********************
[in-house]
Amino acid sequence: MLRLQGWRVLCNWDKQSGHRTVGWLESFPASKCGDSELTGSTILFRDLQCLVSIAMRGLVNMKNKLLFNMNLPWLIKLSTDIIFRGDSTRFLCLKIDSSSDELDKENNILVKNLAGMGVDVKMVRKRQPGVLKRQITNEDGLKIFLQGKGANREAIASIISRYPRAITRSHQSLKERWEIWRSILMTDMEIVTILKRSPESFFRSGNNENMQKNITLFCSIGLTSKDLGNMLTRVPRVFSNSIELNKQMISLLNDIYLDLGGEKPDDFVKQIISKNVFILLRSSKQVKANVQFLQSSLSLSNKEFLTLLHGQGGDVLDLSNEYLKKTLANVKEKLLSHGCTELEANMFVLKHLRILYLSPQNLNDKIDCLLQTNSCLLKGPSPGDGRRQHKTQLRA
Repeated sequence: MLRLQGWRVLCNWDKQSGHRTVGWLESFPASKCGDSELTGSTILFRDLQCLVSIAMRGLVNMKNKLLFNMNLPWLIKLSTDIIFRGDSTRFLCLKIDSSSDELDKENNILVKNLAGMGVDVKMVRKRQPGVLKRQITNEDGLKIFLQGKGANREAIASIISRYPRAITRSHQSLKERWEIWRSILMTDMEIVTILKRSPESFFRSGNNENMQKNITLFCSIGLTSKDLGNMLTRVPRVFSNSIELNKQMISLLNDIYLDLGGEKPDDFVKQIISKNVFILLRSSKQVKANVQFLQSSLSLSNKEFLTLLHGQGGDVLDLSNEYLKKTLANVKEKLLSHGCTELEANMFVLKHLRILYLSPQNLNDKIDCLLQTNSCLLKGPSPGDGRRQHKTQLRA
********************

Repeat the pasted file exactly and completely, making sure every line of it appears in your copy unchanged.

[in-house]
Amino acid sequence: MLRLQGWRVLCNWDKQSGHRTVGWLESFPASKCGDSELTGSTILFRDLQCLVSIAMRGLVNMKNKLLFNMNLPWLIKLSTDIIFRGDSTRFLCLKIDSSSDELDKENNILVKNLAGMGVDVKMVRKRQPGVLKRQITNEDGLKIFLQGKGANREAIASIISRYPRAITRSHQSLKERWEIWRSILMTDMEIVTILKRSPESFFRSGNNENMQKNITLFCSIGLTSKDLGNMLTRVPRVFSNSIELNKQMISLLNDIYLDLGGEKPDDFVKQIISKNVFILLRSSKQVKANVQFLQSSLSLSNKEFLTLLHGQGGDVLDLSNEYLKKTLANVKEKLLSHGCTELEANMFVLKHLRILYLSPQNLNDKIDCLLQTNSCLLKGPSPGDGRRQHKTQLRA
Repeated sequence: MLRLQGWRVLCNWDKQSGHRTVGWLESFPASKCGDSELTGSTILFRDLQCLVSIAMRGLVNMKNKLLFNMNLPWLIKLSTDIIFRGDSTRFLCLKIDSSSDELDKENNILVKNLAGMGVDVKMVRKRQPGVLKRQITNEDGLKIFLQGKGANREAIASIISRYPRAITRSHQSLKERWEIWRSILMTDMEIVTILKRSPESFFRSGNNENMQKNITLFCSIGLTSKDLGNMLTRVPRVFSNSIELNKQMISLLNDIYLDLGGEKPDDFVKQIISKNVFILLRSSKQVKANVQFLQSSLSLSNKEFLTLLHGQGGDVLDLSNEYLKKTLANVKEKLLSHGCTELEANMFVLKHLRILYLSPQNLNDKIDCLLQTNSCLLKGPSPGDGRRQHKTQLRA